“It’s not just about showing confidence, as it demonstrates the ability to build relationships.”

2 Focus on getting the basics right

“The lesson is a tricky part,” warns Rob. “Try and make it as vibrant and engaging as you can, as it is a window onto your practice.

“Don’t play it too safe. I’d rather see someone take risks,” he adds. But first, don’t forget to introduce yourself, and demonstrate you’ve learnt pupil names.

Stand out from the crowd, Liam suggests, but don’t attempt anything too complicated with IT. “Prepare by asking about the class, but keep it simple in terms of the lesson plan,” he advises.

“Never get distracted with whizzy tech. I’ve seen interviews go badly wrong with IT. It causes huge amounts of stress for the candidate. So focus on what is the key thing that the students should do, understand what skills they should show.”

“I’ve seen interviews go badly wrong with IT”

3 The 80:20 rule

Prepare by looking at the school website to get a sense of its ethos, and behaviour policy, and ask for a tour beforehand. Remember, applicants for more senior roles are expected to demonstrate detailed knowledge.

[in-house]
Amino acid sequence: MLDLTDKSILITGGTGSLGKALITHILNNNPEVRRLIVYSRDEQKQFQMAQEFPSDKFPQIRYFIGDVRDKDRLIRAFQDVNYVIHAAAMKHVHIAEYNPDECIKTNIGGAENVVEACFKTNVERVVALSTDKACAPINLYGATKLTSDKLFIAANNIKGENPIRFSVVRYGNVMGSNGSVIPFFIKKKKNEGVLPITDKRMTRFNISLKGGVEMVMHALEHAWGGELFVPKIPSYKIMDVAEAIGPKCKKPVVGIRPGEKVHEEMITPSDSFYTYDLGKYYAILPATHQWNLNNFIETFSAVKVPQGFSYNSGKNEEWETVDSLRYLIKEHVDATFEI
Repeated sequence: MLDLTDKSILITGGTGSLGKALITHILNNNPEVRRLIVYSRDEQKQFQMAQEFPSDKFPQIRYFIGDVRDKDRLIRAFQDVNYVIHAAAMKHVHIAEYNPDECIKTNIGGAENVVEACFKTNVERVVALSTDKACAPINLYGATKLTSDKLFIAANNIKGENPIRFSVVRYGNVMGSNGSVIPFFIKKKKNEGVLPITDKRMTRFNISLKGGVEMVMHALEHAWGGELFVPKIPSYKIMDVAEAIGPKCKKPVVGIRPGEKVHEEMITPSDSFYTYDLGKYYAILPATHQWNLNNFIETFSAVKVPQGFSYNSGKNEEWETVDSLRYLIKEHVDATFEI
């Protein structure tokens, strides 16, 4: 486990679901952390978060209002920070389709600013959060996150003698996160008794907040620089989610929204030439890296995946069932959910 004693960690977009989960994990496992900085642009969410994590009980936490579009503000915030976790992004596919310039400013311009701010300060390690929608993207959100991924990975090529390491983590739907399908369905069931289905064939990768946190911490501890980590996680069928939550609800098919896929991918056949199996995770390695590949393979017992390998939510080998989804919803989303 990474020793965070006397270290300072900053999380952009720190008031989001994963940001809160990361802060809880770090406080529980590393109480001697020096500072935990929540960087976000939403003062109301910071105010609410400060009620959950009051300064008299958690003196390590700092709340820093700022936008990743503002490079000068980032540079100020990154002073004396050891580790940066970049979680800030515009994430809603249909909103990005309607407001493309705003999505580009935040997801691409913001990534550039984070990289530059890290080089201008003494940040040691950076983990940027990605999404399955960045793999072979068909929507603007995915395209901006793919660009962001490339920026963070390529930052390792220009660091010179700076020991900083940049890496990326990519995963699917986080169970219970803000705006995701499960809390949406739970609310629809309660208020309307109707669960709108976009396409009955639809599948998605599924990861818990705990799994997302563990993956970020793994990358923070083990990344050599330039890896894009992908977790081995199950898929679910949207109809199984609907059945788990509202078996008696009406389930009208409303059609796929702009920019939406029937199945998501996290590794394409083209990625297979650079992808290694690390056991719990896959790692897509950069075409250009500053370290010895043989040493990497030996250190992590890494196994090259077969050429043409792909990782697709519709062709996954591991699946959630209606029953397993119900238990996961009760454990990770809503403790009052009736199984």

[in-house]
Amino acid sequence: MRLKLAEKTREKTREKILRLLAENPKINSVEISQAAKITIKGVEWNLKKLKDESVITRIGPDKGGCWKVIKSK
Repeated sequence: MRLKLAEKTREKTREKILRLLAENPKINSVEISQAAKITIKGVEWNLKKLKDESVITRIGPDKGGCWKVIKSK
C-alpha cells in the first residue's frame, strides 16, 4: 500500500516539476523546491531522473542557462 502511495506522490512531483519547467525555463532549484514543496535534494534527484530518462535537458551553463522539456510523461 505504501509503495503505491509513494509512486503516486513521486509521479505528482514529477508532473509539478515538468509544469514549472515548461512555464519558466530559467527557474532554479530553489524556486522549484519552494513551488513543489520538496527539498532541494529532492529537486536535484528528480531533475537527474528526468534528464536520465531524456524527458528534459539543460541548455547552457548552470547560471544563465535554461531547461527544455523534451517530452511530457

As Ed Groombridge, director at CER education recruitment points out, “It isn’t necessarily the best candidate who gets the job, it’s likely to be the best-prepared candidate.”

“Before an interview, you can predict 80% of the questions you’ll be asked,” he continues.

“Before an interview, you can predict 80% of the questions you’ll be asked”

“The first time candidates answer a question, they may not say it as well as their third or fourth go. Role-play questions are likely to cover safeguarding, your teaching style, why you want to work here, how you deal with low-level confrontation, and on your subject.”